Hiking Guide to Machu Picchu

Machu Picchu is located in Peru, and is home to an iconic historic site — an Incan citadel that’s high up in the Andes Mountains, originally built in the 15th century. Machu Picchu is an excellent place for many great hikes, including those along and beyond the Inca Trail. Many of which are known to have the most beautiful and scenic hikes in Peru.

Machu Picchu is at an elevation of nearly 8,000 feet, which is not a trivial altitude.  With your Machu Picchu trip, be prepared for being active at altitude.

Does Machu-Picchu Offer Day Hikes or Thru-Hikes?

Machu Picchu

You might be wondering whether you’ll be doing day hikes or thru-hikes to Machu Picchu.

Thru-hikes are long-distance hikes where you start from one end of a hike and walk in one direction to the other end. There are a few thru-hike options at Machu Picchu, usually running anywhere from 2 to 7 days. On the other end, day hikes are quite common at Machu Picchu.

Since most people will be hiking the Inca Trail, which is 26 miles long, you could realistically reach Machu Picchu within a couple of days. There are even shorter trails that can get you to Machu Picchu within a day or two. Many people usually finish the Inca Trail or other popular trails in the area in a few days, so this means you’ll be doing day hikes. Of course, you’re always free to explore other amazing hikes beyond the Inca Trail if your tour allows it.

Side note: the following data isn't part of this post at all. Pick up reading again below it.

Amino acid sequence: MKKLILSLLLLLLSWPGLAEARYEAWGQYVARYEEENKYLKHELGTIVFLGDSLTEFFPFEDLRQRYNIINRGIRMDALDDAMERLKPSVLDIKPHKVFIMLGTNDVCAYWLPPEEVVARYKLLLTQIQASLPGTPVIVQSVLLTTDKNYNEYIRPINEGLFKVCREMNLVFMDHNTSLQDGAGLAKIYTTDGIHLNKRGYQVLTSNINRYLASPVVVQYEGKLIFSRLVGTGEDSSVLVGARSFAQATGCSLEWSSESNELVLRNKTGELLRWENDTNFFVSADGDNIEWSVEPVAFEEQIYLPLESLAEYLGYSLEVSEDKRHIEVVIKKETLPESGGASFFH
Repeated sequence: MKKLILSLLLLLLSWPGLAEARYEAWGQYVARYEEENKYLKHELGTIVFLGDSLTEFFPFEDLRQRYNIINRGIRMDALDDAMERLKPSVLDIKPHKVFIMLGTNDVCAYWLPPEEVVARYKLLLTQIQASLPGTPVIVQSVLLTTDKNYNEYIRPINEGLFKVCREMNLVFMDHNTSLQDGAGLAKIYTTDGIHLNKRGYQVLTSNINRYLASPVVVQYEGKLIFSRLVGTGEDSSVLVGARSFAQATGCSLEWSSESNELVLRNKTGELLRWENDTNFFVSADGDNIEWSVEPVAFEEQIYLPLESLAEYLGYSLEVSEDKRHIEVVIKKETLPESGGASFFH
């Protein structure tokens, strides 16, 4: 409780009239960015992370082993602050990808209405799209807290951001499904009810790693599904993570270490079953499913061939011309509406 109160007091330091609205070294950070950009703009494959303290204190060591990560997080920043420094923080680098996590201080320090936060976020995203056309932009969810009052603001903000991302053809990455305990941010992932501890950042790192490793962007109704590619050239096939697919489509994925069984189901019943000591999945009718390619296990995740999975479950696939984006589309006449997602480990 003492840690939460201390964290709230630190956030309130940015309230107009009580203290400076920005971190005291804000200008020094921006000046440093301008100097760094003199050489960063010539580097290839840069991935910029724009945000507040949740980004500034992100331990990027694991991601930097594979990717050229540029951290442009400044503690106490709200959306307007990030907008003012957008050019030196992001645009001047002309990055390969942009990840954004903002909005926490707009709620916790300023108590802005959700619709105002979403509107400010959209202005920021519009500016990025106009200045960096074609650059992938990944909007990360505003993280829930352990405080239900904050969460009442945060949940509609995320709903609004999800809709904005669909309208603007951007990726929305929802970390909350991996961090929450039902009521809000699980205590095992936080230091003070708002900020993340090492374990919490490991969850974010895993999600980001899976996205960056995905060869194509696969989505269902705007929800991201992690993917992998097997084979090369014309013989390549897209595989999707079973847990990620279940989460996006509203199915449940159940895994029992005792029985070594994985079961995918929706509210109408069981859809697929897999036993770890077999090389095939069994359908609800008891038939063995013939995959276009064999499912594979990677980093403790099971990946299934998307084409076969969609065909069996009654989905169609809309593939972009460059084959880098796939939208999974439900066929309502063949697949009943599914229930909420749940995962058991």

What to Expect

If you plan on taking the classic Inca Trail, you need to purchase a permit in advance. When we stay in advance, we mean as soon as possible as tickets often sell out quickly. Permits go on sale in January of each year, so be sure to mark it down and set a reminder on your phone. Only 650 people are allowed to start the Inca Trail each day, while another 250 can purchase a single-day permit to hike during the last day of the trail. As you can tell, this is a very popular and busy hike, so there will be numerous camping and hiking restrictions to abide by. Make sure you follow all the directions and guidance provided in your itinerary.

When to Visit

Regarding the actual hike, the conditions of the trail and environment depend on when you go. The area has dry and rainy seasons. The rainy season lasts from December to April. The Inca Trail is actuallymachu picchu birding closed in February to perform maintenance. The dry season is generally from May to September. However, this is the most popular season for tourists. Even during these warmer months though, it can get a bit chilly, so bring a jacket and hat.

If you’re heading to Machu Picchu during a rainy month, the trails can get muddy, with some parts being a little slippery. You need to dress appropriately and wear proper footwear. Find footwear that provides exceptional grip, regardless if you’re on dry or wet surfaces.